The problem with waiting for a full plan, though, is that as long as OPD etc can drag the process out at the committee level they will continue to hem and haw and not contribute to a full plan being developed. For instance, the NSA (Negotiated Settlement Agreement) has been consistently referred to as a hindrance by those opposed to civilianization of citizen complaints, but there's no reason to assume that the CPRB could not live up to the same court supervision that OPD currently is. [The NSA came out of the notorious Oakland Riders case whereby a judge is scheduled to audit the OPD until the middle of 2010 and can extend the court supervision if the court deems OPD has not lived up to its mandated expectations.] Another false dilemma raised by opposition forces is the duplication of citizen complaint intake by both the CPRB and OPD IA, but that is exactly what would have to happen as the transition of responsibilities takes place. Additionally, while funding remains to be found as Dan Lindheim has been eager to point out, funding outside of the City's general funds (i.e. grants) cannot even be applied for until the City Council announces support for the proposal. Lastly, the Mayor's Task Force, PUEBLO, nor private citizens can really push OPD and the City Admin to do anything -- that requires solid direction from the City Council.
Fortunately, the majority of committee members present recognized that, since they had already agreed to support the proposal "in principle" two months ago, that it was time to push it forward and more forcefully direct the City Admin to begin making a more detailed plan for implementation. Council/committee member Nancy Nadel noted that the City has talked about increased civilian oversight of the Oakland Police Department for 12 years and it is finally time to move forward.
PUEBLO is asking supporters to mark Tuesday, July 7th on their calendars and to come speak before the Oakland City Council in support of civilianization of citizen complaints against OPD.
Note that full transfer of the intake of citizen complaints from OPD IA to the CPRB will represent one step towards the larger goals of police accountability groups. Transfer of the entire citizen complaint process to the CPRB and eventual authority to impose officer discipline are longer term goals. Discipline-related changes will require a modification to the City Charter, and so activists are hoping to get a measure on the ballot mandating such a change in November 2010.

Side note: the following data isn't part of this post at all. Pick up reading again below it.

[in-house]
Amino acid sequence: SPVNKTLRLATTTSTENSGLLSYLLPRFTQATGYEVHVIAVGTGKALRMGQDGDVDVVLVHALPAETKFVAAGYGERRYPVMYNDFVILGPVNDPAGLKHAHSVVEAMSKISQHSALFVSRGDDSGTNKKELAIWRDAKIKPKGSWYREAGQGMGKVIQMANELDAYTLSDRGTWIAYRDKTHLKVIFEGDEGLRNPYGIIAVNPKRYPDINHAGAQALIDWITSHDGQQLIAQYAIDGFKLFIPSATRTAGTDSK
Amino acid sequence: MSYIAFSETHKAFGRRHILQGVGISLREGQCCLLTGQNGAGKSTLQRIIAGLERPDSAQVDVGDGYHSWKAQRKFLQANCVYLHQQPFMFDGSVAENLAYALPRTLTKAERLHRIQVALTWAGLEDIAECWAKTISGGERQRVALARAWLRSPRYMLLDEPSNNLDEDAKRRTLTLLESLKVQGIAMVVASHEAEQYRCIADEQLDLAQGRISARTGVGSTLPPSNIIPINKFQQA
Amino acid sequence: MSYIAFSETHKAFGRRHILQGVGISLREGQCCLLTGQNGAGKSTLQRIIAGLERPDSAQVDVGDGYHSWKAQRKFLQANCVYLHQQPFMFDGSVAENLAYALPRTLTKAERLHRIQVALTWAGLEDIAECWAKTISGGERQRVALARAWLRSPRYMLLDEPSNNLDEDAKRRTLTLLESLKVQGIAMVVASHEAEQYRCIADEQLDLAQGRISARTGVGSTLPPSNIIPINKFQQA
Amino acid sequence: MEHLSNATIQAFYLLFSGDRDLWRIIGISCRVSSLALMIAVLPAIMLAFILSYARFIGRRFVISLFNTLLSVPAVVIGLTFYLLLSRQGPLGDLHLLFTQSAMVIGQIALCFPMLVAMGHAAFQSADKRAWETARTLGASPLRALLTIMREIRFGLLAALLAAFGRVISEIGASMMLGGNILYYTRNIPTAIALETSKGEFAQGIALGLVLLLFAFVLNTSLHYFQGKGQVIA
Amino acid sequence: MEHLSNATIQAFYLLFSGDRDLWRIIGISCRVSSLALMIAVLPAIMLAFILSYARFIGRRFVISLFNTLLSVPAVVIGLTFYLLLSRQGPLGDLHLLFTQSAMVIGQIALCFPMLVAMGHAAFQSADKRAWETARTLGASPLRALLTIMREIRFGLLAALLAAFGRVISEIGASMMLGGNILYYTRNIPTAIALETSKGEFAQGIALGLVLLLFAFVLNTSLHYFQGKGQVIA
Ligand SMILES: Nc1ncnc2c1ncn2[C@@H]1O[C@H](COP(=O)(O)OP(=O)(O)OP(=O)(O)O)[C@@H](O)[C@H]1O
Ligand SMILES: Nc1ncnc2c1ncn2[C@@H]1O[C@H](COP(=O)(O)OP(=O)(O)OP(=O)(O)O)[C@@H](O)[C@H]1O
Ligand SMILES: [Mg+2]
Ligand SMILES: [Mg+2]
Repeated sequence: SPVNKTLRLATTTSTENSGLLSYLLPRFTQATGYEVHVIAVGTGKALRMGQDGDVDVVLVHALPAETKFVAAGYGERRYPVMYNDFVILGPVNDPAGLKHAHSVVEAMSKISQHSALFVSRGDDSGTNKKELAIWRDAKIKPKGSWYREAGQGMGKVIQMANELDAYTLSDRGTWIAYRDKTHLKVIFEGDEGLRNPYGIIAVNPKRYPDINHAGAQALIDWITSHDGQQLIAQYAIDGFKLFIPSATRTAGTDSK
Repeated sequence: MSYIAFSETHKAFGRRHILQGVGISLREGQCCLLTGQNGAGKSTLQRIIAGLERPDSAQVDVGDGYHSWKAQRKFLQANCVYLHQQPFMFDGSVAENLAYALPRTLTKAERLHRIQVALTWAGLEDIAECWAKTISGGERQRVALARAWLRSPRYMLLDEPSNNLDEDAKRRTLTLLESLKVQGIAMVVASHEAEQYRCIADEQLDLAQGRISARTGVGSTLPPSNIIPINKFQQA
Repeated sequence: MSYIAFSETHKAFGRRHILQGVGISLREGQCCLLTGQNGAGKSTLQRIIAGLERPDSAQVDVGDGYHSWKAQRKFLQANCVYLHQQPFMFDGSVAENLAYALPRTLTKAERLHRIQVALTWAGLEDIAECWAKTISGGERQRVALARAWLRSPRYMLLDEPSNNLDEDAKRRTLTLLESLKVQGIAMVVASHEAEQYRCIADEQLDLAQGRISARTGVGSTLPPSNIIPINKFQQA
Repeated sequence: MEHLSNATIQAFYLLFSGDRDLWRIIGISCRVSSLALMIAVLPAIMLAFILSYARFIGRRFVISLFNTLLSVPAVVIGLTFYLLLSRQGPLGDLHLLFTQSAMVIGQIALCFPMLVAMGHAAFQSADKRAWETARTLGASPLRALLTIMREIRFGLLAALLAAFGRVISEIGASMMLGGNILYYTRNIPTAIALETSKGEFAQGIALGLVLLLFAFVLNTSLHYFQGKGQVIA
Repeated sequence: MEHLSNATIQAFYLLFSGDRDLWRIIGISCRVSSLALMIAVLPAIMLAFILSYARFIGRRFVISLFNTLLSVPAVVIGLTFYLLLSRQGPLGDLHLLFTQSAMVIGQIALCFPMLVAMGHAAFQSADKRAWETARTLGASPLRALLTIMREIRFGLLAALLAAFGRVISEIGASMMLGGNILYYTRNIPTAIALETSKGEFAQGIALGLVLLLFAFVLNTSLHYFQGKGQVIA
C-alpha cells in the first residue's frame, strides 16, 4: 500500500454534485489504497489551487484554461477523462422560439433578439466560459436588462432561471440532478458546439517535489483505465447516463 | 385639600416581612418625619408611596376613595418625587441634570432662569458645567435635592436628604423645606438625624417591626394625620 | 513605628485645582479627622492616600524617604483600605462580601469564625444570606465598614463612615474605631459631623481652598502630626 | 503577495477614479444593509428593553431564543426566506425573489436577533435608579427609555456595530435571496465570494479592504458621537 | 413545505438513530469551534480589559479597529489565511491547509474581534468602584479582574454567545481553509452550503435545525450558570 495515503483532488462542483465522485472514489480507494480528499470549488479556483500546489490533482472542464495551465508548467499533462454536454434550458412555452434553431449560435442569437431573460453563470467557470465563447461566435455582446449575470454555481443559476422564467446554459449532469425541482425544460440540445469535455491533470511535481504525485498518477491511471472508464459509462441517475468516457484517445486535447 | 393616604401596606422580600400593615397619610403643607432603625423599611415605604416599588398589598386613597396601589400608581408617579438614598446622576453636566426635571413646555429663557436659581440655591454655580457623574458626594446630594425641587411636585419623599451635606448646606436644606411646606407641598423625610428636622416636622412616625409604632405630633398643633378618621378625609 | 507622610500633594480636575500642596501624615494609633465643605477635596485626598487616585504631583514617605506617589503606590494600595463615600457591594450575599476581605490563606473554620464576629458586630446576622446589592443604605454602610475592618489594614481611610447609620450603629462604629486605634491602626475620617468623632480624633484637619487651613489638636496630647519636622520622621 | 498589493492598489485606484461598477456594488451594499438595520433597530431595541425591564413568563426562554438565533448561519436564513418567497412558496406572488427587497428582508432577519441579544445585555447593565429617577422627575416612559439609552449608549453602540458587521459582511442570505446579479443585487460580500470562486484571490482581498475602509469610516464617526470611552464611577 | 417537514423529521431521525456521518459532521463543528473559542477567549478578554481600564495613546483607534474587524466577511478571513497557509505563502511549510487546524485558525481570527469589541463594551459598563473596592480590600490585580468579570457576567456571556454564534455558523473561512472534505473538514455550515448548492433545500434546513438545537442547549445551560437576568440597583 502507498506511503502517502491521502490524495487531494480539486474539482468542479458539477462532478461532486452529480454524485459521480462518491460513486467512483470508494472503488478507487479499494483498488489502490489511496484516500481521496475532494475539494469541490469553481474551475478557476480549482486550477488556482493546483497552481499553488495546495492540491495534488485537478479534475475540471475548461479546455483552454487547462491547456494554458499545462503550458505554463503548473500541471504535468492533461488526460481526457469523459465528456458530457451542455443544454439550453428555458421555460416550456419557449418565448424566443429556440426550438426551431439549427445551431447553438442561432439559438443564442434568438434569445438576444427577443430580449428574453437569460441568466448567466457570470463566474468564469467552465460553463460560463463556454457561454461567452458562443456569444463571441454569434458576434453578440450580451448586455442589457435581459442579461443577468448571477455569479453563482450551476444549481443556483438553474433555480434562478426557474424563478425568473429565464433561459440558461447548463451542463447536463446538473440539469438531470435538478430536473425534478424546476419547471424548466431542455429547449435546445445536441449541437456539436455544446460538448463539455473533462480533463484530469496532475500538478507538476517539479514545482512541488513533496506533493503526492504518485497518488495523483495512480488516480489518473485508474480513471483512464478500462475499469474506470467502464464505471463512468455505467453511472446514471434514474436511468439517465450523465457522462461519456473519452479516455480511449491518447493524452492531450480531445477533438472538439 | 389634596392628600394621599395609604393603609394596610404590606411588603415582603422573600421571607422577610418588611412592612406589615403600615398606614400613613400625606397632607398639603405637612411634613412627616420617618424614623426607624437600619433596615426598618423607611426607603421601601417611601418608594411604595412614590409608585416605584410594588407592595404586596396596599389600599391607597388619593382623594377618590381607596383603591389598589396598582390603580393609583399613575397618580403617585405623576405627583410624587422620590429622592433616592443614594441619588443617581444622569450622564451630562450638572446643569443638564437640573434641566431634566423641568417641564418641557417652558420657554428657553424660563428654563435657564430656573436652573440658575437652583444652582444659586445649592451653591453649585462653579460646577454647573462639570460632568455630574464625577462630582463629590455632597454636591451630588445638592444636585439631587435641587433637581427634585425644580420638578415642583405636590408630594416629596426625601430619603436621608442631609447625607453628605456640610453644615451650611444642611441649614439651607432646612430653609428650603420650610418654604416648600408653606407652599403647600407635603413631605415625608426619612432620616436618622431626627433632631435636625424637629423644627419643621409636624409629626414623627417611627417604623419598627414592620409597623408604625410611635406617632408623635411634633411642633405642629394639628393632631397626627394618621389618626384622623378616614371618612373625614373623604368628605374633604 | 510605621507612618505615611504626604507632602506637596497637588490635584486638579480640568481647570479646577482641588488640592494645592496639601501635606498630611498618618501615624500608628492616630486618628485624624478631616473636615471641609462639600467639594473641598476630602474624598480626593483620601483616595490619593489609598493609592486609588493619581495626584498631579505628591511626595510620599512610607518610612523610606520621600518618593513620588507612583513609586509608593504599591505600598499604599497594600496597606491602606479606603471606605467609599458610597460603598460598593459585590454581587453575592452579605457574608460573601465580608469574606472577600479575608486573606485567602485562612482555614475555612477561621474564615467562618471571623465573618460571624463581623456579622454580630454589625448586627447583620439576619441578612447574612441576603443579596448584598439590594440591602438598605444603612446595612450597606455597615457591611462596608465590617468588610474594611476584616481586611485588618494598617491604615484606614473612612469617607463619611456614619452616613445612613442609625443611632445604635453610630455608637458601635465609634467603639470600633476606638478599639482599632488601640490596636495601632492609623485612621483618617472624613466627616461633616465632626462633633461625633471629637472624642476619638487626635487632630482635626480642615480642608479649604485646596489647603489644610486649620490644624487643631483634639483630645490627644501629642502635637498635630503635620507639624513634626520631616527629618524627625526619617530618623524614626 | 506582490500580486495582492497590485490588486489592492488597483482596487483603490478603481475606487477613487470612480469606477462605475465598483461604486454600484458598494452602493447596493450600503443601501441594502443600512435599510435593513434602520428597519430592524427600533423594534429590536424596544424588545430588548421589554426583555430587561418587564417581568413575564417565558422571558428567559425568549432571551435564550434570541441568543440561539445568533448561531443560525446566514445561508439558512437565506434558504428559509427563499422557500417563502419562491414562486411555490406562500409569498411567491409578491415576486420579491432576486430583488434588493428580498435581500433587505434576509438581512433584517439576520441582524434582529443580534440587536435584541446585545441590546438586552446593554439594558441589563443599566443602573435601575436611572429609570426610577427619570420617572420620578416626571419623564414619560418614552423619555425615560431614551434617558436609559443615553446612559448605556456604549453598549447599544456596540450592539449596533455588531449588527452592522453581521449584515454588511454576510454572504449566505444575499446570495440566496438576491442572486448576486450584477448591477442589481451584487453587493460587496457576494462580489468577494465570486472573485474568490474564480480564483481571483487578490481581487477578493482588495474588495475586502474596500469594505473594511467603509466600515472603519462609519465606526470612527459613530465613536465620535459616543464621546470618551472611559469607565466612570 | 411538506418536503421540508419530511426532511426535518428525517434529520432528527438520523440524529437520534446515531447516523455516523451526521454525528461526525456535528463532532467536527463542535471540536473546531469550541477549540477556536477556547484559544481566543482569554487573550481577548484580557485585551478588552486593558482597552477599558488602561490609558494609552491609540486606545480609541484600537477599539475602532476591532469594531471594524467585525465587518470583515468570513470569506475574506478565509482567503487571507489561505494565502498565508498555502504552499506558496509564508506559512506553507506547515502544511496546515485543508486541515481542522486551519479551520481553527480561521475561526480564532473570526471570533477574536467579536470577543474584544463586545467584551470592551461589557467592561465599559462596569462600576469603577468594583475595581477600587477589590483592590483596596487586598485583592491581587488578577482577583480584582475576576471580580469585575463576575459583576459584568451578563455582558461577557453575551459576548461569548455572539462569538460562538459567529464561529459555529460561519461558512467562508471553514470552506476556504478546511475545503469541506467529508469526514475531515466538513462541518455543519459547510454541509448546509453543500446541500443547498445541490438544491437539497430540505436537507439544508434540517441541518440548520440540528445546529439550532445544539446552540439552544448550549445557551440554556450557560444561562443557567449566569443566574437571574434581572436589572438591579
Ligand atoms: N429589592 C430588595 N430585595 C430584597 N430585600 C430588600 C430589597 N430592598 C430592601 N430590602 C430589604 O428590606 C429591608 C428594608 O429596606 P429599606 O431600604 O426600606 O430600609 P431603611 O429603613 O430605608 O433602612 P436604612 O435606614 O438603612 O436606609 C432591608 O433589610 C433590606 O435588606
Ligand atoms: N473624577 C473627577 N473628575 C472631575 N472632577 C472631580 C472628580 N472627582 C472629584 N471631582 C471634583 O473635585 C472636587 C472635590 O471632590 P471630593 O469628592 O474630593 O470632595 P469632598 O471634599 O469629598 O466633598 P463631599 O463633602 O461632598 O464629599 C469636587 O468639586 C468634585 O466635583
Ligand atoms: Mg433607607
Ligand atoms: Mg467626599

recent related stories
City Admin Dan Lindheim Trying to Kill Civilianization of OPD; We Need You on Tues 6/23!!
We must participate in budget hearings to save civilian police review proposal in Oakland!
For Civilian Oversight of Oakland Police, Please Attend Budget Hearing Thurs. May 28
Victory for Civilian Oversight of Citizen Complaints Against Oakland Police
People United for a Better Life in Oakland (PUEBLO)
City Administrator Dan Lindheim speaks first and voices his opposition to the proposal.
Missing a few minutes of audio during back and forth with Larry Reid about plan not being 100% complete, just before committee concludes the agenda item by forwarding the proposal to full City Council for consideration. Gap indicated by brief silence and tone at about 1 hour 10 minutes into audio.
Captain Ed Poulson was the last head of Oakland police department internal affairs and is currently on paid leave (vacation) while his role in the beating death of a person in his custody in 2000 and the subsequent cover-up of that death is investigated.
She tells the story of an OPD officer ignoring injuries she sustained
He tells of recent harrassment by OPD
Berkeley Police Review Commission
Sanjiv Handa makes himself at home at City Council and various committee meetings, setting up his laptop on tables in front, usually with a beverage within reach, and fills out multiple speaker cards so that he can speak on numerous agenda items
Show up at the City Council meeting on July 7th to keep the pressure on for increased police accountability!